Dr Paula Singleton
About Dr Paula Singleton
Paula Singleton is a critical psychologist with specialist expertise in qualitative methods, and phenomenology in particular. She has carried out research with a community drugs treatment service and collaborated with Stanford University on a study of a rare pregnancy complication.
Before coming to academia, Paula was a retail manager, ran a writers’ centre for the Arvon Foundation, was an NHS complaints officer and worked for the General Medical Council. Her Ph.D. was a critical psychology study of masculinities, considering men’s experience of cosmetic surgery to have unwanted breast tissue (gynecomastia) removed. Both this and her research on pregnancy complications drew on online discussion board data and she has also worked face to face with drug users in treatment.
Paula uses qualitative approaches to research, especially considering how people make sense of their everyday experiences, in phenomenological and narrative forms. She has a special interest in media text studies; it is vital to look at the cultural constructions (discourses) which surround us every day and often go unnoticed, and yet some of these are incredibly problematic for non-dominant identities. Paula has also offered qualitative research design guidance to the Leeds Primary Care Mental Health Service, and is used to working as part of a multidisciplinary team.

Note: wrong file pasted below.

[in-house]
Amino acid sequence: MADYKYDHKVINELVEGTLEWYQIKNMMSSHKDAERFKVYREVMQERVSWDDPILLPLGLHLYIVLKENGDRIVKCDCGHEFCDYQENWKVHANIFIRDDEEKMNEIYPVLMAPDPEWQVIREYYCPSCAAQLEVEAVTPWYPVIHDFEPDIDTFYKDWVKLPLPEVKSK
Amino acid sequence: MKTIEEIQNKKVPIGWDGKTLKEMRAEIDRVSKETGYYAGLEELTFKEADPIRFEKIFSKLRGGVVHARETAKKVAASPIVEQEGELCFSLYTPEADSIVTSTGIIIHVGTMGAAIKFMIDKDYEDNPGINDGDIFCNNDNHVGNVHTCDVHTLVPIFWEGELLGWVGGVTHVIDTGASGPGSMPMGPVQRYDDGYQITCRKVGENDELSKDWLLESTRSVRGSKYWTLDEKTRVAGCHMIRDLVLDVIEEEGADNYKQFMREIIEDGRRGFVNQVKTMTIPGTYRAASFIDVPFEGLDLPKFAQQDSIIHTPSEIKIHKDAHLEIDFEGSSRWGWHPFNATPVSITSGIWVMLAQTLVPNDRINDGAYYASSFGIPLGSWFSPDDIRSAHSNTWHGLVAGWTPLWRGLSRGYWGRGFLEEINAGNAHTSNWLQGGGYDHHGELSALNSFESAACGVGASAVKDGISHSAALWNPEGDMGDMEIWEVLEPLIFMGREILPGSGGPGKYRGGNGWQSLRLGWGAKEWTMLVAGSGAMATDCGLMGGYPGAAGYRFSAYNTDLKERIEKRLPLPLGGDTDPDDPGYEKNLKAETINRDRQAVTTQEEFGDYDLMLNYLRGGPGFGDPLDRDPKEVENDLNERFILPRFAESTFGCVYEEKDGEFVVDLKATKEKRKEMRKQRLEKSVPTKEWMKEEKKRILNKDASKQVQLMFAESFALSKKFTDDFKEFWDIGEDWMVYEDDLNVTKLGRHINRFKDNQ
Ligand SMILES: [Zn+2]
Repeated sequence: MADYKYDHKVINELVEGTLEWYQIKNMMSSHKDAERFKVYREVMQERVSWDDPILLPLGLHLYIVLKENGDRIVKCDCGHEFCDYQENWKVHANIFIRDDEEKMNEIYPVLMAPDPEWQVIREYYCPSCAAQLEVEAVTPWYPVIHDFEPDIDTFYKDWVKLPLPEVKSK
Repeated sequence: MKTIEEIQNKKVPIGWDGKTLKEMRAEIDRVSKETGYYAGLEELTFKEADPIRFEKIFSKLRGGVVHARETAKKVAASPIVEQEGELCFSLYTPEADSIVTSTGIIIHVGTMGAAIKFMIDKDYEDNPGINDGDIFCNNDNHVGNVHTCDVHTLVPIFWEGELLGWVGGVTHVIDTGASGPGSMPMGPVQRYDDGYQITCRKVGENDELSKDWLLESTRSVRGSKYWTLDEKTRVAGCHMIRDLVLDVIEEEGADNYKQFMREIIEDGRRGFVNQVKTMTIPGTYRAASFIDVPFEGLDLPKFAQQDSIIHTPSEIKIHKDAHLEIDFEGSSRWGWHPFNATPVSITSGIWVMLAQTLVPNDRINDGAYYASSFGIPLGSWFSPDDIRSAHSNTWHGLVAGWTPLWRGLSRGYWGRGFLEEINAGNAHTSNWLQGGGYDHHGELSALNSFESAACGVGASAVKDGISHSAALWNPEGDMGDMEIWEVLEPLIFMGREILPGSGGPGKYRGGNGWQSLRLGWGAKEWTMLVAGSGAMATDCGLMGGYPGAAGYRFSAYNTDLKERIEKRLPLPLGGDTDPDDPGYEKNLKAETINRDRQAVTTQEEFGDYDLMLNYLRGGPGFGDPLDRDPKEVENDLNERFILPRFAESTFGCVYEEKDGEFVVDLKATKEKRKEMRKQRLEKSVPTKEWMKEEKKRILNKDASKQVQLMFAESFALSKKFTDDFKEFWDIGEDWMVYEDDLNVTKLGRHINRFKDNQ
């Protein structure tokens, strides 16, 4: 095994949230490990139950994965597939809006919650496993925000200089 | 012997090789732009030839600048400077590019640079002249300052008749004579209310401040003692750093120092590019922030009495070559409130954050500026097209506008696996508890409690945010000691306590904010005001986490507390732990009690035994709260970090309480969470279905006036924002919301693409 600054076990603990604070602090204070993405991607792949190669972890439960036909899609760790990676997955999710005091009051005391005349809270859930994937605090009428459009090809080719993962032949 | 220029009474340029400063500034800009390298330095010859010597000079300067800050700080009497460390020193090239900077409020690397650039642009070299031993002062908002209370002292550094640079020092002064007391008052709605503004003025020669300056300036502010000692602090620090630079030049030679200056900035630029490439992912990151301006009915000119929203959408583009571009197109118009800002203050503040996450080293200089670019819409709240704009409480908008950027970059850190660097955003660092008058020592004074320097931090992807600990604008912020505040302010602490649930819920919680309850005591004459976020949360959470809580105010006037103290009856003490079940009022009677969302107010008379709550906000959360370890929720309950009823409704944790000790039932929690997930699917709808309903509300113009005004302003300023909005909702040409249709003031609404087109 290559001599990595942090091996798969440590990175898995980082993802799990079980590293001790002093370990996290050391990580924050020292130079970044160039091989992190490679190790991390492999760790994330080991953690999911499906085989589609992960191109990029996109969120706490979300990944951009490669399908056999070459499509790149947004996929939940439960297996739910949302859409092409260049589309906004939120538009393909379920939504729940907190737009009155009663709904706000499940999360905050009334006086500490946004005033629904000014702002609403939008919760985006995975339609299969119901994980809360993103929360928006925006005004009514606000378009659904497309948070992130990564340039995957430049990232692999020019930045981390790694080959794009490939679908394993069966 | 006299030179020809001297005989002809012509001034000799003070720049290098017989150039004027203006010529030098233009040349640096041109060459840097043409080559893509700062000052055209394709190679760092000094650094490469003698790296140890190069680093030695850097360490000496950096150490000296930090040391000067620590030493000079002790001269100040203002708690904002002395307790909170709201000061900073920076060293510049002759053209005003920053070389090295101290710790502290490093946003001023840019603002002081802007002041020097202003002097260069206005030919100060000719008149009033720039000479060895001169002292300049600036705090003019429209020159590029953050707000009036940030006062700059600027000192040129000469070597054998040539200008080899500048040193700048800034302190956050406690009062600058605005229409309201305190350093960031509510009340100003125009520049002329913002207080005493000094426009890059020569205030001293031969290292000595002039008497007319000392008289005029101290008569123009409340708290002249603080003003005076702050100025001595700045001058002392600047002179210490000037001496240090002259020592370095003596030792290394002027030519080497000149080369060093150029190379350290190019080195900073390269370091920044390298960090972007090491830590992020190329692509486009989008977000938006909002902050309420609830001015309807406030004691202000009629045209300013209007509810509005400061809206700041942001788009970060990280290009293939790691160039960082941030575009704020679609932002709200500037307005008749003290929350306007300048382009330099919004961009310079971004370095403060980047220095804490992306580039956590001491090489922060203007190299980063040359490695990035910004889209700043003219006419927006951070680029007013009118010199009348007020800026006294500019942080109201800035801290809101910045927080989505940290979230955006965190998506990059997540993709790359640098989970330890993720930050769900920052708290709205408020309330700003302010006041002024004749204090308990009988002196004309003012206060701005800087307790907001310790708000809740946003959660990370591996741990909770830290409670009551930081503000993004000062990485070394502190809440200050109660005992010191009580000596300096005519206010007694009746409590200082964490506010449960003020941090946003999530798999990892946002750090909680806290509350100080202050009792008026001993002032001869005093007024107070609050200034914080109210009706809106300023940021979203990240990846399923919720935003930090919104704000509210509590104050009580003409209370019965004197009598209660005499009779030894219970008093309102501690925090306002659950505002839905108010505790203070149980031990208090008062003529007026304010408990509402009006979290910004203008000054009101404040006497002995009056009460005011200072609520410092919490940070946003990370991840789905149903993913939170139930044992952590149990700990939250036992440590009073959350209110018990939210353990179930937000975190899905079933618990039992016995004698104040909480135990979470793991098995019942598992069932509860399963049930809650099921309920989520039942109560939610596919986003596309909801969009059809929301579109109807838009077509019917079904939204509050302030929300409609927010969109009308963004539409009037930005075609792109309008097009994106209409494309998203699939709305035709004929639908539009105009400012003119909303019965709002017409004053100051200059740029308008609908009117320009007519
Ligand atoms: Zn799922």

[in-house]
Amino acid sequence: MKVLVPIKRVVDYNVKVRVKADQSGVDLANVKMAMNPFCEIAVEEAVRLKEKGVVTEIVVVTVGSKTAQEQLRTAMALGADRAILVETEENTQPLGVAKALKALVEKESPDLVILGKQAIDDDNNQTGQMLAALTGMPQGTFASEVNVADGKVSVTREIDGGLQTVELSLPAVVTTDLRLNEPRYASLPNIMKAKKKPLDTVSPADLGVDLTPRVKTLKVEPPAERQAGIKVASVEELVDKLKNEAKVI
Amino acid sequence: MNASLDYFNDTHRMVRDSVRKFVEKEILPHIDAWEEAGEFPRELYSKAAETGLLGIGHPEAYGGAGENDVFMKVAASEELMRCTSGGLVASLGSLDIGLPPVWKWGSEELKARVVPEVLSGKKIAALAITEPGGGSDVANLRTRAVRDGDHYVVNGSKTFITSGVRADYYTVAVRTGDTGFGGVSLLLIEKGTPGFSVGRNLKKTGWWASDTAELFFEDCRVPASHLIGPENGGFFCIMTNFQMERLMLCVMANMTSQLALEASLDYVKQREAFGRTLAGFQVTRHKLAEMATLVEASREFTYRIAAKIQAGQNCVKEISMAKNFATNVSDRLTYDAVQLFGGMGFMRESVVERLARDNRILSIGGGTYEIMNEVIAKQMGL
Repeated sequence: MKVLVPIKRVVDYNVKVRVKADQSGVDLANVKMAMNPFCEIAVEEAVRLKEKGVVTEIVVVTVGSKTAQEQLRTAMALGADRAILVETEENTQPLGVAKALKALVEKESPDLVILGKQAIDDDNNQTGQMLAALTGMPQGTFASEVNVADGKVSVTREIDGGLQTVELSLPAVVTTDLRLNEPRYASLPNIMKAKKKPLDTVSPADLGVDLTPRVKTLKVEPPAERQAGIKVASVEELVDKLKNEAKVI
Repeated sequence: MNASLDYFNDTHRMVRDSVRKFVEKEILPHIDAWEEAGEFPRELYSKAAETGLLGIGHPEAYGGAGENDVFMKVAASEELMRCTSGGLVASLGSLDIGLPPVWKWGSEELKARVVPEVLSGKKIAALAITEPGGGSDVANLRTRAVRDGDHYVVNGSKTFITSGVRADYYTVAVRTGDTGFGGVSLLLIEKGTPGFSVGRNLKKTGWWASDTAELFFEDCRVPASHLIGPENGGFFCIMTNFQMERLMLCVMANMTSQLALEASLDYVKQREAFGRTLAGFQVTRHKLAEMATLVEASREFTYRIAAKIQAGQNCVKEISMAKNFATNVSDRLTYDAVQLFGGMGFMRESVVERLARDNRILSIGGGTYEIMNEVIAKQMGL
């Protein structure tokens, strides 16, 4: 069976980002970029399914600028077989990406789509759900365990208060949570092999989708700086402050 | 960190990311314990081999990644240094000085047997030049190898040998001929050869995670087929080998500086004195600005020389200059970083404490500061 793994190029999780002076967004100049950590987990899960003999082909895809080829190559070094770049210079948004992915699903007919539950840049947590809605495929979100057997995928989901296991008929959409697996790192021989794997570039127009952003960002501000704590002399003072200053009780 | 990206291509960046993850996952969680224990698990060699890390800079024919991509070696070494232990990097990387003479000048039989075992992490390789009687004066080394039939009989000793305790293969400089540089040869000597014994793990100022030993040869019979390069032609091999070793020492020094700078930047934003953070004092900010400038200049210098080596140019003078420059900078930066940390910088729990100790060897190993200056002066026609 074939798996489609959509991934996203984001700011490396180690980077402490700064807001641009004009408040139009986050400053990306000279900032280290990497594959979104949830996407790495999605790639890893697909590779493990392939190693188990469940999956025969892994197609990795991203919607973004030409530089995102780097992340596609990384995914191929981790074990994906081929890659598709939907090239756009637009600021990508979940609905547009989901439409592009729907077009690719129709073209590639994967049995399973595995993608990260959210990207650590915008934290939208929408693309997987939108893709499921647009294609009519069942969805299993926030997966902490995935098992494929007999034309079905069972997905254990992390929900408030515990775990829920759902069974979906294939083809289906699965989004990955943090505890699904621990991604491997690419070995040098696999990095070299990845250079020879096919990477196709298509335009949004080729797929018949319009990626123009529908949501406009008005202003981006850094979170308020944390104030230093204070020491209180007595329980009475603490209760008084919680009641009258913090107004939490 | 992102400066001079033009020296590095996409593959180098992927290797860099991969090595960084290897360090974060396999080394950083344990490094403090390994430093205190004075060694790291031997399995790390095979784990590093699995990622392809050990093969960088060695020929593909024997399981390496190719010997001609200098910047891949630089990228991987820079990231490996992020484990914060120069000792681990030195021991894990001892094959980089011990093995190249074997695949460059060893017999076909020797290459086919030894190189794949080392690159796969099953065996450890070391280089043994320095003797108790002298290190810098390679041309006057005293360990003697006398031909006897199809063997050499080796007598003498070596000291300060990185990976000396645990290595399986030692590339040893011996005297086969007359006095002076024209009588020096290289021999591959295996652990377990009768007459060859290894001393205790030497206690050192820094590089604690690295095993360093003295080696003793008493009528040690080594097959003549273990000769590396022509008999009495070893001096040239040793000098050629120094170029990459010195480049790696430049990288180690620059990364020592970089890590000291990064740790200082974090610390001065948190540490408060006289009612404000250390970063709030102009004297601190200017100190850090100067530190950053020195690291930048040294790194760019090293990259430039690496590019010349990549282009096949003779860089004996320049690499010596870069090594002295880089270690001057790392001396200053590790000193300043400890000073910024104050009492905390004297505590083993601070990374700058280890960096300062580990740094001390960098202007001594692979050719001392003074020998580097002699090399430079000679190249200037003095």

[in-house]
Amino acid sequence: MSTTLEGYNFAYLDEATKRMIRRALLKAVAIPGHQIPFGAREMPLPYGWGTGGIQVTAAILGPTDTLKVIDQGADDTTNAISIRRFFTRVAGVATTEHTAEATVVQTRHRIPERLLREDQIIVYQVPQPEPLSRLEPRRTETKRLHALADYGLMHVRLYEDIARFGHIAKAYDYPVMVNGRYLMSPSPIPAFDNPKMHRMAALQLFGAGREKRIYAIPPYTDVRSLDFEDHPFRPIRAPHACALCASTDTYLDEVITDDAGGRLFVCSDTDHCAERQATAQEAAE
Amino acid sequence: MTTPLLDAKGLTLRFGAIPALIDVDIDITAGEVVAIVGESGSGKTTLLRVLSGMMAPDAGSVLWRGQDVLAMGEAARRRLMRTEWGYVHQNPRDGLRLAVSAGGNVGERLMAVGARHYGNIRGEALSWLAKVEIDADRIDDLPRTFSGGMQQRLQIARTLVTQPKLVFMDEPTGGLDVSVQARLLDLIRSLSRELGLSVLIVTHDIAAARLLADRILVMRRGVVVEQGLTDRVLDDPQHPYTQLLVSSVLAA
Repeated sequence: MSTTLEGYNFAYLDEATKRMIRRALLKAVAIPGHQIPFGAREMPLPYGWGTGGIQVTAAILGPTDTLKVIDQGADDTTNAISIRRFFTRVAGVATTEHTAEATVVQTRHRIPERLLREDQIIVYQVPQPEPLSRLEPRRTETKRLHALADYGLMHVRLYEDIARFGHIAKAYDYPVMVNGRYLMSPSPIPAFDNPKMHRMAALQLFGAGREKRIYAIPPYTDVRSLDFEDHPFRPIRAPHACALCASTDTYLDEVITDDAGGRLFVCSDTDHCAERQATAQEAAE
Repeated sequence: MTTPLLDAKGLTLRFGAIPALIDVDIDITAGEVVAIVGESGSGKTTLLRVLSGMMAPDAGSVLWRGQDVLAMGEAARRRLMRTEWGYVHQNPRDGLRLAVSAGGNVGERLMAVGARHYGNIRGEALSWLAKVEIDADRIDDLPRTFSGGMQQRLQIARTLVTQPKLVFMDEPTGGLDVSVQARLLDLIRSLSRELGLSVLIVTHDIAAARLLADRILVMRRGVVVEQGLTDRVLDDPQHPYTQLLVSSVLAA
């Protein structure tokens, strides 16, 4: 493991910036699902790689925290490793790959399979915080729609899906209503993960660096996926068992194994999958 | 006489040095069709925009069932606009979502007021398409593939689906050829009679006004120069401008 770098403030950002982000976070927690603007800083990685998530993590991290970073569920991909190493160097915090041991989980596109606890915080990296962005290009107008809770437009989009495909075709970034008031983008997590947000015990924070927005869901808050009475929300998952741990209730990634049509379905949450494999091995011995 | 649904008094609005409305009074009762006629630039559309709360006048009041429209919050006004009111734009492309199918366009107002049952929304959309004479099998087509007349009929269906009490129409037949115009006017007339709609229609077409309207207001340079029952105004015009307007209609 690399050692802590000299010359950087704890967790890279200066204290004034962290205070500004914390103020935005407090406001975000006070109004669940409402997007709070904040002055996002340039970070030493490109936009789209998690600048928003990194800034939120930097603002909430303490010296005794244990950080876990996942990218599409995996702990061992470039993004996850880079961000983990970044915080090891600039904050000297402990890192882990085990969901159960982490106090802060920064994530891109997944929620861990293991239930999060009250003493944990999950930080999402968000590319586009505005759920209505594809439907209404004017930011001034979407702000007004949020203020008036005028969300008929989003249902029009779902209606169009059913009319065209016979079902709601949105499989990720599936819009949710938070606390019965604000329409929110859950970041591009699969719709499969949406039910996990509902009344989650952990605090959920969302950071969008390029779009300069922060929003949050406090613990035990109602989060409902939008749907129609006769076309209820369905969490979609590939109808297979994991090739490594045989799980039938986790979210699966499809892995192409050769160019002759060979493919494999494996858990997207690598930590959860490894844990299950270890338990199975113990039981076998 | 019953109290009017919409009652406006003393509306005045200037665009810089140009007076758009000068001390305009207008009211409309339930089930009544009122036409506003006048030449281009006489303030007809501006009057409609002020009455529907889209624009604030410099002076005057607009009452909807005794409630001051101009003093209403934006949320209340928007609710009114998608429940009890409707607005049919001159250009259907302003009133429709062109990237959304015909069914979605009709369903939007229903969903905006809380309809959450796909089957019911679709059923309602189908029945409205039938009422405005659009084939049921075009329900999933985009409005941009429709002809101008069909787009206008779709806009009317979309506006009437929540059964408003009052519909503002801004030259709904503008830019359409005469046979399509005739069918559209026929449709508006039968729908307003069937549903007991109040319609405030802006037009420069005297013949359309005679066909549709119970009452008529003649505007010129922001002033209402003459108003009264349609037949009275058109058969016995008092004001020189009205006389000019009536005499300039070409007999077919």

Paula’s work on peripartum cardiomyopathy (PPCM), a rare pregnancy complication which can be fatal, was used to inform a clinician toolkit which will save women's lives: https://www.cmqcc.org/resources-tool-kits/toolkits. Dr Christine Morton from the California Maternal Quality Care Collaborative approached Paula for her expertise in online data collection and analysis, and they collaborated to generate descriptions of women's harrowing PPCM experiences - see Dekker, Morton, Singleton & Lyndon 2016, full reference below.
Paula is the dissertations module leader for the Masters conversion course, and is supervising 5 masters and 9 undergraduate student dissertations. She is also module leader for the distance learning course "Applying Psychology".
Paula is currently working on a narrative analysis of men’s experiences of being a father to twins, and on a theoretical paper which contemplates the question, why is it so hard for women to have their healthcare experiences taken seriously?
In all of her work Paula strives to demystify power and its components, one of which is the production of masculinity and masculine behaviour. She believes that it is essential to highlight and critique the workings of ideology in everyday life. All of her work is based around these central ideas.